Dale Rosengarten, the author of Row upon Row, a 1986 book and traveling exhibit about the sweetgrass tradition, explains that prior to the 20th century, baskets were made almost exclusively with bulrush. The hardy, stiff plant makes strong baskets perfect for agricultural uses like rice winnowing. During World War I, European baskets were hard to come by, so a King Street merchant named Clarence Legerton struck a deal with Mt. Pleasant basket makers, generating a cottage industry that resulted in many African-American families taking up the old tradition. When development began to encroach on sweetgrass habitats in the 1970s, some artists returned to using bulrush as a component, which has led to bigger, lighter, and more creative flexibility in the baskets over the last two decades.

“Artistically, sweetgrass basket making is at its highest point, ever,” says Rosengarten, who is also the curator of special collections at the College of Charleston. “What’s endangered is the roadside basket stands … and the communities that produce them, due to new suburbs and higher property taxes. This is not a tradition that can exist in isolated, nuclear families, but instead requires a village structure among relatives.”

In September, Rosengarten debuts her latest project, “Grass Roots: African Origins of an American Art,” an exhibit at the Gibbes Museum that coincides with a new documentary and book by the same name.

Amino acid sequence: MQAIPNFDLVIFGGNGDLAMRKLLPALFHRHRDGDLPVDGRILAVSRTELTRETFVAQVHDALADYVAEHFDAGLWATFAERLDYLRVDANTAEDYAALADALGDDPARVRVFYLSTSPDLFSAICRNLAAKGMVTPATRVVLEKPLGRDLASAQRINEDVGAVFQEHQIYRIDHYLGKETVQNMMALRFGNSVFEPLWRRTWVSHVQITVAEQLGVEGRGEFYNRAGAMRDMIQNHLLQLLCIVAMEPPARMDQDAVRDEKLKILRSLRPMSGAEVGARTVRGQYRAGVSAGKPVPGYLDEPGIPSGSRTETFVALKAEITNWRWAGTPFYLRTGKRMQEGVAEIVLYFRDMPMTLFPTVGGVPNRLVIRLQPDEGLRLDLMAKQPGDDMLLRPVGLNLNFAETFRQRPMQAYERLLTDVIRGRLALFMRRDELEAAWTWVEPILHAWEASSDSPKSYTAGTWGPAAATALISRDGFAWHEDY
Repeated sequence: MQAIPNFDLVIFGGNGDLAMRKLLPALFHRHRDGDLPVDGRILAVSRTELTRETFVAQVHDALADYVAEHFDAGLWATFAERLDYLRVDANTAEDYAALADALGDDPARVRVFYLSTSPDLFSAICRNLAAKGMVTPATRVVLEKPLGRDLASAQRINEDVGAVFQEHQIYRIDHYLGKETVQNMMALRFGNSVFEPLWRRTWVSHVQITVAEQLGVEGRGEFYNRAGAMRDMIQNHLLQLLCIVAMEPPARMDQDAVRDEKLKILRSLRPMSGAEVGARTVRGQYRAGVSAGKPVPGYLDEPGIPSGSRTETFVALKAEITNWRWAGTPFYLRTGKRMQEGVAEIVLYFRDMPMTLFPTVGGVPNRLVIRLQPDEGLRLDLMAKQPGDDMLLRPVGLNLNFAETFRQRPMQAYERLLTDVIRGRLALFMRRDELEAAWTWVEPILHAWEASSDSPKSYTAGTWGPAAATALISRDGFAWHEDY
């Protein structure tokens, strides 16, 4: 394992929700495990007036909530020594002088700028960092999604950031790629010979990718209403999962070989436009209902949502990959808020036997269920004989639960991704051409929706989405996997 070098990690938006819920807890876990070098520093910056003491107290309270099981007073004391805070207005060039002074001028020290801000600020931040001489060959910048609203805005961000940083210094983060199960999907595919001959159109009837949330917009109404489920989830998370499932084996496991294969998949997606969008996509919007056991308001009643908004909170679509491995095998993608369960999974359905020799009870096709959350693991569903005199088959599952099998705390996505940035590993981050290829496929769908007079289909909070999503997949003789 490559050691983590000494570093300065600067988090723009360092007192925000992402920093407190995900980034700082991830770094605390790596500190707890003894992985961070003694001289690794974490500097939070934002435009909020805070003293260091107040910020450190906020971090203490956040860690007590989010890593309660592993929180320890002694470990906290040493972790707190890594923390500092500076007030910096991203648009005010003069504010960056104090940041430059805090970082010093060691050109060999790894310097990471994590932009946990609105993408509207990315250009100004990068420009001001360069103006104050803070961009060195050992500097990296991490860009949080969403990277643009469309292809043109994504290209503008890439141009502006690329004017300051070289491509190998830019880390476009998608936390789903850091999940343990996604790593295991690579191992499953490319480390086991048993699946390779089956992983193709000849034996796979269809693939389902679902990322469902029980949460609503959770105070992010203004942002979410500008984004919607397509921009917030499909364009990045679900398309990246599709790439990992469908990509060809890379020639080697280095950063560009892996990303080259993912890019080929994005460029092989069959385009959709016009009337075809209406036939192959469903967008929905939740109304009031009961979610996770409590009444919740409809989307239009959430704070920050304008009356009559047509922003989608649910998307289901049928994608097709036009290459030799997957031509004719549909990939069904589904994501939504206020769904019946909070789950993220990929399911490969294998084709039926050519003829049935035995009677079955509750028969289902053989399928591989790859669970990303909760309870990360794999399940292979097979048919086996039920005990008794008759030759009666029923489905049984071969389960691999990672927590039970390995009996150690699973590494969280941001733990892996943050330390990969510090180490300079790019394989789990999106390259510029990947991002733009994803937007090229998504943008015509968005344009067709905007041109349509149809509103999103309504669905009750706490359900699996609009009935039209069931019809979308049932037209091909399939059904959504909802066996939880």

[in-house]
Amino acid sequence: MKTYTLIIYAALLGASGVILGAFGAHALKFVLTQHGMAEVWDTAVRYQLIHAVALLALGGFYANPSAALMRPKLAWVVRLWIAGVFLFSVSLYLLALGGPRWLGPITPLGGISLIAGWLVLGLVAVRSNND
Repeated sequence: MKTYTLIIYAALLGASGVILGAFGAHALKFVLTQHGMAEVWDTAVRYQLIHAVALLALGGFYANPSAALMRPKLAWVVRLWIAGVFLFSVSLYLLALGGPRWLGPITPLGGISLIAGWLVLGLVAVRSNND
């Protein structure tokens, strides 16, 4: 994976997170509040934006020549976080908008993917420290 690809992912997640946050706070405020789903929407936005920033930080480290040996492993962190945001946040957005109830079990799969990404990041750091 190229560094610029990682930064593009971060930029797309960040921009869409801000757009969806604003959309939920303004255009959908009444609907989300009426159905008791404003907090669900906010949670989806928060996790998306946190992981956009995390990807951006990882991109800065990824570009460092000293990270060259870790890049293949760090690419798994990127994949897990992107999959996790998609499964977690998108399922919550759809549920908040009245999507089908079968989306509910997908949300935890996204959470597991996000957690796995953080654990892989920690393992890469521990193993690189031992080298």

Mt. Pleasant Town Council member Thomasena Stokes-Marshall sees educational outreach and collaborations like the one with Kiawah as “links in a chain” of necessities to preserve the art form.

“Kiawah is the first community that has extended this opportunity,” she says. “The problems stem from replacing sweetgrass’ natural habitat with brick and mortar. The grass still grows along marshes, but it’s often in gated communities.”

A founding member of SCAFA, Stokes-Marshall has been instrumental in organizing the annual festival, and next May, the organization opens the “Sweetgrass Pavilion” at the foot of the Ravenel Bridge, where visitors can learn about the art and see basket makers at work. An inaugural SCAFA-sponsored summer camp has attracted capacity numbers all summer, where children age 5-12 can learn the techniques first-hand.

“Most of the basket makers are now in their 50s or older, so if we don’t do something, with them goes the art form,” says Stokes-Marshall. “The numbers are dwindling, but we’re linking the elements to keep it going.”